As another technical detail, the above algorithm has to repeatedly produce pixellated and PSF convolved versions of GLAM templates Lfρ for a given set of parameters p. To implement a fast computation in this regard, we construct the template images on a high resolution (high-res) 256 × 256 grid in Fourier space. To reduce boundary effects, we make the angular extent of the high-res grid about 20 per cent larger than the extent of the post-seeing galaxy image. Let be the Fourier transform of the PSF and (B.4)

the transform of the radial template profile f(ρ). Then the Fourier coefficients of the PSF-convolved template are (B.5)After setting up the grid of values in Fourier space, we back-transform to coordinate space by means of the FFTW package (Frigo & Johnson 2005). We note that the Fourier coefficient at = 0 has to be set to to avoid a constant offset of the template. After the FFT, we apply pixellation to produce the vector Lfρ of post-seeing pixel values by averaging pixels of the high-res grid within the extent of the post-seeing image. We choose the angular extent of the high-res grid such that an integer number of high-res pixels is enclosed by one post-seeing pixel. For example, for our 20 × 20 post-seeing images with pixel size rpost = 0.103125 ≈ 0.1 arcsec, we use a high-res grid with extent of 2.4 arcsec along each axis, or a high-res pixel size of rhres = 2.4 / 256 = 0.009375 arcsec (square). Hence exactly (rpost/rhres)2 = 121 high-res pixel correspond to one post-seeing pixel.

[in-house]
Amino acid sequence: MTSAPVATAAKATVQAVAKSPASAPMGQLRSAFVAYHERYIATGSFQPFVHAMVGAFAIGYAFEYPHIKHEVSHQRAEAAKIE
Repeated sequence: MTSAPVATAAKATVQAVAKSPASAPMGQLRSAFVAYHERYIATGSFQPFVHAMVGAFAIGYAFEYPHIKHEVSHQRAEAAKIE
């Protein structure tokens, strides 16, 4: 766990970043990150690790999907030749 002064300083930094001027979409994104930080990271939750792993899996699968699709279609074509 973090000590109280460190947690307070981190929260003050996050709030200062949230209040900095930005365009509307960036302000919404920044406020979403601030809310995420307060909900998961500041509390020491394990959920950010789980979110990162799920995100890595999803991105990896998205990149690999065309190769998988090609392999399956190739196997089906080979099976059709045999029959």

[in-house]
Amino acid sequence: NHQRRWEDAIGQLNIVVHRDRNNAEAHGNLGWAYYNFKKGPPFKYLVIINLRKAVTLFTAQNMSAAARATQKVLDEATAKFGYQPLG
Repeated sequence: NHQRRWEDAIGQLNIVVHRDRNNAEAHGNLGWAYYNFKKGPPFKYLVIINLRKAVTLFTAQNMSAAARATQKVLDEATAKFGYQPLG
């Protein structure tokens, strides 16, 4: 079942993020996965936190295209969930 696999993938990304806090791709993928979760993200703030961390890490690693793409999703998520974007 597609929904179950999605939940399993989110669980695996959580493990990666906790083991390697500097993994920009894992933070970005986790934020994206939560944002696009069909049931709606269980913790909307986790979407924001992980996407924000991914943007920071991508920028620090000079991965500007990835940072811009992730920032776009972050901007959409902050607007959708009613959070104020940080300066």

Furthermore, to quickly compute the partial derivatives of (Lfρ) /pi, needed for the LMA and the Fisher matrix, we carry out the foregoing procedure, but we insert the derivatives as Fourier coefficients instead. These can be computed analytically from Eq. (B.5).

All Tables

Table 1

Multiplicative bias m in per cent for three profiles TMP, EXP, DEV, and sizes rh = 0.2′′ only.

All Figures